6. 6
    MomSense says:

    A friend of mine served on an advisory committee that Sec. Sebelius set up back in 2009 and 2010. Their work was all about Medicare reimbursements and setting up a mechanism to change the fee for service model to one based on fees per condition based on best practices and the experience of some of the better providers like Mayo Clinic. It was my understanding that this problem of prescriptions was included in their work.

    Also, I have some news to report on dealing with life changes and exchange policies. I recently reported a major increase in salary (yay me!) which meant a change in the subsidy amount. The coverage will be seamless, I will just pay a lot more per month. It is manageable and still about $1,000 less than I was paying per month before I had to drop my coverage in the aftermath of the fustercluck brought to us by Wall Street and the Republicans.

    Speaking with a person, she said that the volume has been intense the past couple of weeks. When I called, the wait time was so long that I left my contact information and they called me back the next day.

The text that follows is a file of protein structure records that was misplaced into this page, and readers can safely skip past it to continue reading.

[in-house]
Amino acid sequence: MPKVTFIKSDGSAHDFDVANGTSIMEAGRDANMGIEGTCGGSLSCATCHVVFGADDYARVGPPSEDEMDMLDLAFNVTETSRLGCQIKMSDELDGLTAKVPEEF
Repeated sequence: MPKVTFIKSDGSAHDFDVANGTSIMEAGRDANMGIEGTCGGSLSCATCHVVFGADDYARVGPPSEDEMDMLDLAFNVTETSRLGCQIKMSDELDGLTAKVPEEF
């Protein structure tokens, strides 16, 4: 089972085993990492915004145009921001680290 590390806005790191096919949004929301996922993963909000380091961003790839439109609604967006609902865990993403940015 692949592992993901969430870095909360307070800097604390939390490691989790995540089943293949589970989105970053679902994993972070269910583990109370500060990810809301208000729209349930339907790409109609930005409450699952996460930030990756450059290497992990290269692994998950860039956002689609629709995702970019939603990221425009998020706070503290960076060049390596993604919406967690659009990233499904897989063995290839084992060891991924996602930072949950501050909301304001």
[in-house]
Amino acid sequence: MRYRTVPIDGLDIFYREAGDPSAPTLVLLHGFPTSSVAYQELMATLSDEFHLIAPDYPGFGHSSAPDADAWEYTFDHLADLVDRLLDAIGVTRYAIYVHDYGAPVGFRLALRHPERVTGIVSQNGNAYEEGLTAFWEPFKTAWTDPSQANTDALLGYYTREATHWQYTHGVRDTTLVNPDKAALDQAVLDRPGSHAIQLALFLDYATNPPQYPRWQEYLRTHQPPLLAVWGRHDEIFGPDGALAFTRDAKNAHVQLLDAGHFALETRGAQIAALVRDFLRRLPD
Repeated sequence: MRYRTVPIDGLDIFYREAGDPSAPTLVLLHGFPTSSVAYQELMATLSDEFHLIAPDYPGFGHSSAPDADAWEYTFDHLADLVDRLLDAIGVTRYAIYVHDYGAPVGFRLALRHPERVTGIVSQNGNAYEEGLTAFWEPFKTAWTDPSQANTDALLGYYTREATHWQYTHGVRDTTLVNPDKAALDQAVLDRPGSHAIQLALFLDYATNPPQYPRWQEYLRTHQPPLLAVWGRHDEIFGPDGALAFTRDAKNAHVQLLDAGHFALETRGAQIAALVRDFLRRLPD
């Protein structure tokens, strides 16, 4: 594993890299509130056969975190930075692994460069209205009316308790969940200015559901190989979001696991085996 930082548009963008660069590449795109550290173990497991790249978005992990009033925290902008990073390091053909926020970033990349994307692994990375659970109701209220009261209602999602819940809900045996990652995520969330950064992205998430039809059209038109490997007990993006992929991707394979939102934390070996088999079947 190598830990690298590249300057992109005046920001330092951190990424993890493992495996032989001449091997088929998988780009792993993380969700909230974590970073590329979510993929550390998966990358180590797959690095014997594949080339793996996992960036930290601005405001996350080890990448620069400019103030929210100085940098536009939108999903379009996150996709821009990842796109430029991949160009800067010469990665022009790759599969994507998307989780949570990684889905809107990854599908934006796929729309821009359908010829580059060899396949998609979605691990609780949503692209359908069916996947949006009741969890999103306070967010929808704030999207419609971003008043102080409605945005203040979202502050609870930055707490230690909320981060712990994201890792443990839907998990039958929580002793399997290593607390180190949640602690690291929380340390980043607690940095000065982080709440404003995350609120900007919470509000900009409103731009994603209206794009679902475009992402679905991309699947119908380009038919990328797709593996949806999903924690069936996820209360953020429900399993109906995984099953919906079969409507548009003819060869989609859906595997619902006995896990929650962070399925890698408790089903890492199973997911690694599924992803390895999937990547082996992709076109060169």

7. 7
    japa21 says:

    @Eric U.: This isn’t related to prescription drugs. This is related to drugs administered by the physcian in the office.
    Two things on this post. The first is that insurance companies do pay on a fee schedule, and what they basically use is Medicare’s. In effect, insurance companies are paying just as much as Medicare is.
    Secondly, the rationale isn’t that it takes more time to administer a costly drug than a less expensive drug, it is that the physician has already paid for those drugs and needs a profit margin.
    Think of it this way. You produce a product for $100 and sell it for $106. You have a six percent profit margin and feel okay with that. Now you produce a product that costs $2,000. Would you sell that for $2,006?